3 Things to Know: Your Air Charter Guide to Emergency Recovery Flights

Updated: May 29


Air Charter is Essential for Relief and Recovery Efforts

In 2017, Hurricane Maria left thousands without power for nearly 11 months. Most recently, Hurricane Dorian was recorded as the strongest hurricane to have hit the Bahamas. In fact, 35 Category 5 hurricanes have been recorded in the Atlantic, 13 over the past 17 years. Given the frequency of these major storms, many companies have adopted an emergency air charter response plan, but what about the after? Here's three things you should know:


Don't Flood the Market

The first mistake made is jumping website to website sending the same emergency air charter or air evacuation request to every airline and broker.

If you don't already have one, find an air charter broker and make them your friend. Bonus points if they are a GSA government contractor. This person will know the market, have relationships with public and private airlines, and understand the equipment needed for your passenger and / or air cargo charter needs.


Once more, this person will have up-to-date information on airport conditions. Will they allow a public or private air charter? Do you need a permit? How many pallets are you allowed to bring in? Does the airport have working fuel trucks? Are there handlers available to unload and load your aircraft once you arrive and depart?


Have Payment Ready

Air carriers will not move aircraft or schedule flight crews until they have payment. Forget about asking, "can I pay for the air charter after the flight?"

Wire is the preferred method of payment, however, ACH / check is acceptable as long as the funds are received prior to departure. Costs for private air charter can range as low as $4,500 per hour to $25,000+ per hour. Payment is the key factor for securing your private aircraft. First come, first paid, first served.

Trust Your Air Charter Broker

Earlier when we suggested you find an air charter broker and make them your friend, we meant it. This is an industry built on relationships. Who does your air charter broker know? What airlines are they partnered with? Are they in good standing with the DOT / FAA? Are they a GSA government contractor? Are they checking carrier history and safety records? Do they have an escrow account? Are they able to get clearance for line throwing guns? The list goes on...

When booking your emergency air charter you need to move quick, which is why flooding the market does you no favors. Affected airports will often limit their acceptance rate to as few as one aircraft per hour, due to the limited resources on the ground. You and your broker need to work as a team and keep an open line of communication.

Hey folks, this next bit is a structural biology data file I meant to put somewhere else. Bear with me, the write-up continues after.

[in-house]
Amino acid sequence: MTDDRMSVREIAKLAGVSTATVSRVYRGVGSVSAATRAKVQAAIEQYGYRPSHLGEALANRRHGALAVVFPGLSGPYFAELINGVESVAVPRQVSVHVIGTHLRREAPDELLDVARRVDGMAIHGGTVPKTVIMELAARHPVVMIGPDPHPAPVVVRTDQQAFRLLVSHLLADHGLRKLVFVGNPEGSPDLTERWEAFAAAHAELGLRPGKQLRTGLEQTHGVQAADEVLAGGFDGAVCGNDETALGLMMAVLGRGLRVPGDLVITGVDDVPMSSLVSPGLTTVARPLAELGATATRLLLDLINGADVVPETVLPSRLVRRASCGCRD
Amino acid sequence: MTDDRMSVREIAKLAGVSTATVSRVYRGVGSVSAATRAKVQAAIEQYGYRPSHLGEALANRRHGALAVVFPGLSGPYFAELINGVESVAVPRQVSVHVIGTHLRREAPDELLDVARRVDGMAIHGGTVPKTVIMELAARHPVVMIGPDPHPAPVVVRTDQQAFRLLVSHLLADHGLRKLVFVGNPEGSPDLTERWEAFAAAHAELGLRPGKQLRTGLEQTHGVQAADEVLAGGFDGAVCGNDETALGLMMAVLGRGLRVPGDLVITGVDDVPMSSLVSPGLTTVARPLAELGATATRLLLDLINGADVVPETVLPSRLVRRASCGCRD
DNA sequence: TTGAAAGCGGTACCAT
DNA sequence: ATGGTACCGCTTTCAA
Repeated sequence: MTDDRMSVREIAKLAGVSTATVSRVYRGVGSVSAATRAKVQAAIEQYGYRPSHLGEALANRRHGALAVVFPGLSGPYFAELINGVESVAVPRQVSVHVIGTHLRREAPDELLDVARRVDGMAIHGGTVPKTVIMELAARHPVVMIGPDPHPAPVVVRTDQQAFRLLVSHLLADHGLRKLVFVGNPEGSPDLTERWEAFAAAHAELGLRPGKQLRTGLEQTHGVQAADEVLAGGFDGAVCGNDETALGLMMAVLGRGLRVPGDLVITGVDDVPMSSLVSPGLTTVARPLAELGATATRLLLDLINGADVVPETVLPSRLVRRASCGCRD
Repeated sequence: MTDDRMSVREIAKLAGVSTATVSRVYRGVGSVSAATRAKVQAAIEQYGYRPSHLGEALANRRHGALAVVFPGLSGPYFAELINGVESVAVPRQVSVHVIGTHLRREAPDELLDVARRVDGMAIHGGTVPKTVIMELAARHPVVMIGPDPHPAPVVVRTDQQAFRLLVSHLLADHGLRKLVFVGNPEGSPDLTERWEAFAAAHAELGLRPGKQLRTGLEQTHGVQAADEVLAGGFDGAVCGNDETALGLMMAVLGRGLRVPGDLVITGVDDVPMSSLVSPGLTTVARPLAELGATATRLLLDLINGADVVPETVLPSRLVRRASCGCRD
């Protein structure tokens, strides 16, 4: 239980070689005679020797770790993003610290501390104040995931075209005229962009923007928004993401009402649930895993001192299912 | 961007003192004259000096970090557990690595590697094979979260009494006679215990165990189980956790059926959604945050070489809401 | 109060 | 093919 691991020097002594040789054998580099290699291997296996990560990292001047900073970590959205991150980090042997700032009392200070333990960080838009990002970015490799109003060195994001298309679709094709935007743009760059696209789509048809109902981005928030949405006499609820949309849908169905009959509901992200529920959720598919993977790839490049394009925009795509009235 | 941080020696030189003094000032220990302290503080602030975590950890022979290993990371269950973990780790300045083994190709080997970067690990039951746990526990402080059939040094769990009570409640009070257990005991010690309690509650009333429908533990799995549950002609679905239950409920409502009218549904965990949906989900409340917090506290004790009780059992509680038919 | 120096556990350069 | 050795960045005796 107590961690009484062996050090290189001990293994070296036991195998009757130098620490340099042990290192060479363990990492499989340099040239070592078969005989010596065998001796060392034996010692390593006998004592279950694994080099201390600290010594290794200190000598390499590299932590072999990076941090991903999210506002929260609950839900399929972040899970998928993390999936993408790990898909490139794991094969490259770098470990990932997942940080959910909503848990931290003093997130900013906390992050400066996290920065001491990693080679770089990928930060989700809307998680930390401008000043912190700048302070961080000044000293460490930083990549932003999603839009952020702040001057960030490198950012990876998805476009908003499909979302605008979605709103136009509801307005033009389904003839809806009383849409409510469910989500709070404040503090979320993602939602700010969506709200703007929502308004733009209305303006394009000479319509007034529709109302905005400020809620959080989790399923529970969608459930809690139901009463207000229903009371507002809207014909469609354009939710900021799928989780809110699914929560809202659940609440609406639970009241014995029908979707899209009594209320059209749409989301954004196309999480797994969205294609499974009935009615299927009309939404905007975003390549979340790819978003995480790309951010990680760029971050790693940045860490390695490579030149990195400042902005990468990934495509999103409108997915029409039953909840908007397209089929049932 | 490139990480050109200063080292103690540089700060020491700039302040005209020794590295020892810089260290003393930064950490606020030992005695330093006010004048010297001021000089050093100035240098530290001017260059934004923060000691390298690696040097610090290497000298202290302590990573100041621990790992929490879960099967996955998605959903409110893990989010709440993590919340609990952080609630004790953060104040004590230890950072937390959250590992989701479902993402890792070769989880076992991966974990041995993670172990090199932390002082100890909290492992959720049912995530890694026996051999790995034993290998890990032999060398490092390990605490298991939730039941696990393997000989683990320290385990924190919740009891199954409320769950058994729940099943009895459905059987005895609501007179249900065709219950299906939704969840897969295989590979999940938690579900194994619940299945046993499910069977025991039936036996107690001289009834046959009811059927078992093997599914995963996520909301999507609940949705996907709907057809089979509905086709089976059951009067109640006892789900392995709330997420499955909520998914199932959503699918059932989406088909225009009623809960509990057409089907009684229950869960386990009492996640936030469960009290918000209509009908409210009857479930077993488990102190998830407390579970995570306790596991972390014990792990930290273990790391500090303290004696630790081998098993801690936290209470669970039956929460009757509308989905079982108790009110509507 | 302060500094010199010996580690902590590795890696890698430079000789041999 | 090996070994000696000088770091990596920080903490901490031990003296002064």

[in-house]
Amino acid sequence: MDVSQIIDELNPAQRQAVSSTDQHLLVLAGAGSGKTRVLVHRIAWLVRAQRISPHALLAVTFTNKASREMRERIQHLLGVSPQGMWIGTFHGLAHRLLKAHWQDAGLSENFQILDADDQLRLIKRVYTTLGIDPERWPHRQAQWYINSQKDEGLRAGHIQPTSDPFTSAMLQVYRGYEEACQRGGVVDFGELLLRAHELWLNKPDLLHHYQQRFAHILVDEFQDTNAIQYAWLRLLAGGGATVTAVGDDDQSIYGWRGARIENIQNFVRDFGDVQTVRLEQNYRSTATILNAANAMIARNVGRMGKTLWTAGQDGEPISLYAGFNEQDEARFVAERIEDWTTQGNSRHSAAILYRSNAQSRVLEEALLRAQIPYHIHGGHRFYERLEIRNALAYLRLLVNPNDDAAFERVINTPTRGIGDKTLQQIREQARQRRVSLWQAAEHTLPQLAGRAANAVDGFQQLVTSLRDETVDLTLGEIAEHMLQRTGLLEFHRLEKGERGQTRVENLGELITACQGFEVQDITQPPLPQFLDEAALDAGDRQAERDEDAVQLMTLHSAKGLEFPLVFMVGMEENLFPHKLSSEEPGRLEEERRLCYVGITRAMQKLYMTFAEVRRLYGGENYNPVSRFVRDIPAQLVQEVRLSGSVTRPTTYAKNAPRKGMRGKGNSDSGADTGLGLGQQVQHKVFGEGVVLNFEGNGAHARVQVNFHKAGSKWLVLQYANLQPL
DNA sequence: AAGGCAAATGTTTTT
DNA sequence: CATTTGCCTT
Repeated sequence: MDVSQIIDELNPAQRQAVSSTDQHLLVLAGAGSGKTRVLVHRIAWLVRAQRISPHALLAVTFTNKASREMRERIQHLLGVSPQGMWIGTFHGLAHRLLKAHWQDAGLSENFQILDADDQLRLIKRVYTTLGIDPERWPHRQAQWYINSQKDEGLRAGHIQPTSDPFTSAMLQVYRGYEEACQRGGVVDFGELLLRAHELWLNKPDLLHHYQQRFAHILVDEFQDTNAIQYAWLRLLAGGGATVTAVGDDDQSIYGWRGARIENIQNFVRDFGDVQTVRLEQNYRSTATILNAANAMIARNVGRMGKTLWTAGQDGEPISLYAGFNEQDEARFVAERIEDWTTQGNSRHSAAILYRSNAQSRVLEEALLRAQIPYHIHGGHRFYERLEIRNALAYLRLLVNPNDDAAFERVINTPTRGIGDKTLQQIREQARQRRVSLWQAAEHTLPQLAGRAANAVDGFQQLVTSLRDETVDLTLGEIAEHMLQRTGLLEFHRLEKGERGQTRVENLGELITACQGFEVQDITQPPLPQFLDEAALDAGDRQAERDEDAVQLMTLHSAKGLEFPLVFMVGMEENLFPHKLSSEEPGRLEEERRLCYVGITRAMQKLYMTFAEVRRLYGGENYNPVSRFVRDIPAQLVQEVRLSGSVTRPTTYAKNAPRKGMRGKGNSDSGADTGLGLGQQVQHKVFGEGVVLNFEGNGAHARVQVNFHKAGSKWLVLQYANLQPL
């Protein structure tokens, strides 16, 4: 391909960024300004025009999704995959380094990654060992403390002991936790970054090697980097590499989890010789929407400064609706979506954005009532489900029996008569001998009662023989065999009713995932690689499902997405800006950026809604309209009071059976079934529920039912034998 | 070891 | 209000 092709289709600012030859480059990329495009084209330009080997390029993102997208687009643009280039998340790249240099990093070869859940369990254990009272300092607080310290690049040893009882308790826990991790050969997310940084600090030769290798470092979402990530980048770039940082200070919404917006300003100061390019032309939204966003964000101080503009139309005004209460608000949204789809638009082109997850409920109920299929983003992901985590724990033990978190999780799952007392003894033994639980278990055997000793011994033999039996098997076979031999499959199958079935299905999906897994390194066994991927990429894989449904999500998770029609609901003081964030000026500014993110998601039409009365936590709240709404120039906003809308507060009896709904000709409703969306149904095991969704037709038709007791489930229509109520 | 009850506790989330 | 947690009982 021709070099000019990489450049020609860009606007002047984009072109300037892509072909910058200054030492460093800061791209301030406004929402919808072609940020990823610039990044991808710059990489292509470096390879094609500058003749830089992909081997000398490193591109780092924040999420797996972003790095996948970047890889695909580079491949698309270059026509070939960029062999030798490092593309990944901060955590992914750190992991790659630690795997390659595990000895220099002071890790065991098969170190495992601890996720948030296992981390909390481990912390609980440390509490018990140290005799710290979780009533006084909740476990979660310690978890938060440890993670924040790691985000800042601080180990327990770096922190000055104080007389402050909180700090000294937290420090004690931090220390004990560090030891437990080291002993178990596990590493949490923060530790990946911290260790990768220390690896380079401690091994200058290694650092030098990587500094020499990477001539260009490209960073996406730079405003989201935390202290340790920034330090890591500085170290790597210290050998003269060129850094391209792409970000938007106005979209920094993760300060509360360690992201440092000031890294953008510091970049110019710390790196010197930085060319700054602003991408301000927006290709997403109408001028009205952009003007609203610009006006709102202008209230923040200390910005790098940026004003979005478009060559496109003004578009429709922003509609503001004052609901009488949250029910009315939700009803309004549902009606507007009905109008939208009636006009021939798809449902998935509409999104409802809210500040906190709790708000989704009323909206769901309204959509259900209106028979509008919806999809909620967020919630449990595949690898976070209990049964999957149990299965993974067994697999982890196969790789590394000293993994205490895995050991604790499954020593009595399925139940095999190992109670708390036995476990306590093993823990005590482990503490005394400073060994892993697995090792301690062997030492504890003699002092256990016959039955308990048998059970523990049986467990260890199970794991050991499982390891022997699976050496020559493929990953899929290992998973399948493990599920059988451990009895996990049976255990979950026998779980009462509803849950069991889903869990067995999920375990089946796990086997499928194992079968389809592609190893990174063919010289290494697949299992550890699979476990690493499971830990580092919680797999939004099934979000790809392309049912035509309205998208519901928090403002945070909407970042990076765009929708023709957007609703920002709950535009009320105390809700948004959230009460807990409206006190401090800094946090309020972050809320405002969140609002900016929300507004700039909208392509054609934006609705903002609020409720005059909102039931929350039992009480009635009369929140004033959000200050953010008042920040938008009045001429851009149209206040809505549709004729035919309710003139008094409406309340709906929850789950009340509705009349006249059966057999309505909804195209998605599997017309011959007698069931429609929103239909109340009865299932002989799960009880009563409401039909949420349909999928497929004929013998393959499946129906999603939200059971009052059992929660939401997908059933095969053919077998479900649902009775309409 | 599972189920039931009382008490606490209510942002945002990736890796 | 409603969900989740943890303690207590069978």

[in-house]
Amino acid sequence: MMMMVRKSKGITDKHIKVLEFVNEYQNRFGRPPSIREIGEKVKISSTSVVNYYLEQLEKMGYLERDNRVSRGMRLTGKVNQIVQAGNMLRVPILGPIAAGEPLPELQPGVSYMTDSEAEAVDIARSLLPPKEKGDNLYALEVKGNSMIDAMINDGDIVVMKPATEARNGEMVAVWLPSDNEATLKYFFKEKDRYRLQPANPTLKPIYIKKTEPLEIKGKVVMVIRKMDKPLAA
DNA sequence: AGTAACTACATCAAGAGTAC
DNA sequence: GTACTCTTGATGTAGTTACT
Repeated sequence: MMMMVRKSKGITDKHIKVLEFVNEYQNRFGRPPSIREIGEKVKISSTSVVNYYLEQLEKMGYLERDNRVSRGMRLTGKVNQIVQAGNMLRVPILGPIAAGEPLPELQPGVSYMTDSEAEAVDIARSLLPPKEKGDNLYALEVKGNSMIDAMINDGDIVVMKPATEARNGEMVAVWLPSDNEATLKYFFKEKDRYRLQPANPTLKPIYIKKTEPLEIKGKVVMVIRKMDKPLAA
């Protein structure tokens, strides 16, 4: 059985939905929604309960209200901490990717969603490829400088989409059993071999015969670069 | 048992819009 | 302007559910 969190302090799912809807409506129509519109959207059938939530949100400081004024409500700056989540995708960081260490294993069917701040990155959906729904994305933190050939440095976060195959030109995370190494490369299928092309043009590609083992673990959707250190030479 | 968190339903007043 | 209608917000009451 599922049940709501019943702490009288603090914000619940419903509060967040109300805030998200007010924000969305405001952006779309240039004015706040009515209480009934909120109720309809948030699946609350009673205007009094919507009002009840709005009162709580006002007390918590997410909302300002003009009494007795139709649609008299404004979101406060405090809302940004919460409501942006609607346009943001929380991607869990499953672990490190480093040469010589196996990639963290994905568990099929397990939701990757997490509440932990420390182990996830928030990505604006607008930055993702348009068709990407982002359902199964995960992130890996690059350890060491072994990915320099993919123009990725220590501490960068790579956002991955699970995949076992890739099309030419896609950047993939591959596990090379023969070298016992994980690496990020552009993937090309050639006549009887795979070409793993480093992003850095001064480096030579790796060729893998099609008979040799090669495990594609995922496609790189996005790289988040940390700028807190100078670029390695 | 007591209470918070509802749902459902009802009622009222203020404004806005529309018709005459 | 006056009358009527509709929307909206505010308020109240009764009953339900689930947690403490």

Your job does not end with calling your broker, if only it was that easy! You are tasked with the passenger and equipment manifests, which you will receive from your broker. Let's say you are an energy or utility company chartering linemen with their equipment. You'll need first and last names, dates of birth, weights, and gender of each passenger. Along with passenger information, you need to be prepared with a full breakdown of the luggage and equipment going under the aircraft. Make sure you communicate to your broker if you will be traveling with hazardous materials as some carriers may have restrictions.


Ready to Book?

Do not, I repeat, do not flood the market when looking for an emergency aircraft charter. Instead, ask your broker to help you with your emergency air charter response plan. Be prepared with your small plane charter or large group charter before the natural disaster hits. Have a contingent agreement in place, talk about emergency funds being held in escrow, and most importantly, trust your air charter broker.


Click here to learn more about emergency response air charter.

The Air Planning Building, 2 Main St., Salem, New Hampshire, United States 03079

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Air Planning, LLC is not a direct “Air Carrier”. Air Planning, LLC is an air charter broker, and does not own or operate any aircraft. All flights are operated by FAR Part 135 or 121 air carriers or foreign equivalent (“Operators”), who shall maintain full operational control of charter flights at all times.